House debate made two things clear about the Bill of Rights and its religion clauses: (1) Madison was introducing the amendments not because he thought they were needed but because others did, and because he had promised to act according to their wishes; (2) the aim was to prevent Congress from establishing a “national” religion that would threaten the religious diversity of the states.
Re the 14th amendment applying” a protection of the states as a weapon against them—using the First Amendment to achieve the very thing it was intended to prevent. The legitimacy of this reversal has been convincingly challenged by such constitutional scholars as Raoul Berger, Lino Graglia, and James McClellan. But for present purposes, let us simply assume the First Amendment restrictions on Congress were “applied” against the states. What then? What did this prohibit?
One thing we know for sure is that it did not prohibit officially sponsored prayer, which is and has been an important and public part of Congress. The armed services have always had paid chaplains, as does Congress.
At least 1 SCOTUS decision has prevented local jurisdictio

Dale O.

So true Linda M, as furr-in-errrs often know a lot about American history, politics, social situations...the list is endless. I am in Ontario, can click my remote and get L.A. news quick as a bunny, not to mention B.C. news. Or some N.Y. news. Many Americans can't click their TV remote and get a foreign news station unless perhaps they live in a border town.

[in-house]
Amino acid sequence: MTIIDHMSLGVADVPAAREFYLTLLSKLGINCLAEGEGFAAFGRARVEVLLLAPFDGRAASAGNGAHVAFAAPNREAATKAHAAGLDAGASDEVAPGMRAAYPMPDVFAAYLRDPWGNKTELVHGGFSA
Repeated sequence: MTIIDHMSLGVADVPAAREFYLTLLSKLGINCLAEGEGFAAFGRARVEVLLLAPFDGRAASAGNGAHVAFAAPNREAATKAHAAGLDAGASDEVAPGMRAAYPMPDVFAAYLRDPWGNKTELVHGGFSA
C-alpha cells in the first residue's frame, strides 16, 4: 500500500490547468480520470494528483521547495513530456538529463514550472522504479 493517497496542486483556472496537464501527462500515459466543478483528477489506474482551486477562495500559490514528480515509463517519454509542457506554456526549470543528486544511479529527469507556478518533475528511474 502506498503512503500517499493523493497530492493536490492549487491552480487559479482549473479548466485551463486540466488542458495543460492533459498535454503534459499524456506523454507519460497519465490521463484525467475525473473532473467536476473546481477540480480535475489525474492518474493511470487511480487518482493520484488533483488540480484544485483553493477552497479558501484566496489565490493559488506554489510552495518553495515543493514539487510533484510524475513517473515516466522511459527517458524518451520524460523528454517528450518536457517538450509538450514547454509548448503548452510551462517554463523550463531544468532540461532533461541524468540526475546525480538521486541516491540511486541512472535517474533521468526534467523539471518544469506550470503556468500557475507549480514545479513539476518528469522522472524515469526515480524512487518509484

Since many Americans...especially on the far right, love to comment on foreign events and tell the rest of the world "How it is Really Done!" the rest of us on Care2 have no worries about commenting on American issues. Often there are similar issues within our own borders, or in many areas we have already moved on, where abortion is already legal or there is legal gay marriage long ago and one sometimes feels as if entering a time warp reading some of the present discussions.

Pamela W.
Pamela W4 years ago

Good morning David !!! Enjoy the donuts! Love the announcement about the change of name of site ......... pull the 'udder' one, Eric !!!

David King
David King4 years ago


I wish I could stay and play... BUT it's time to go "make the donuts"!

Have a great day!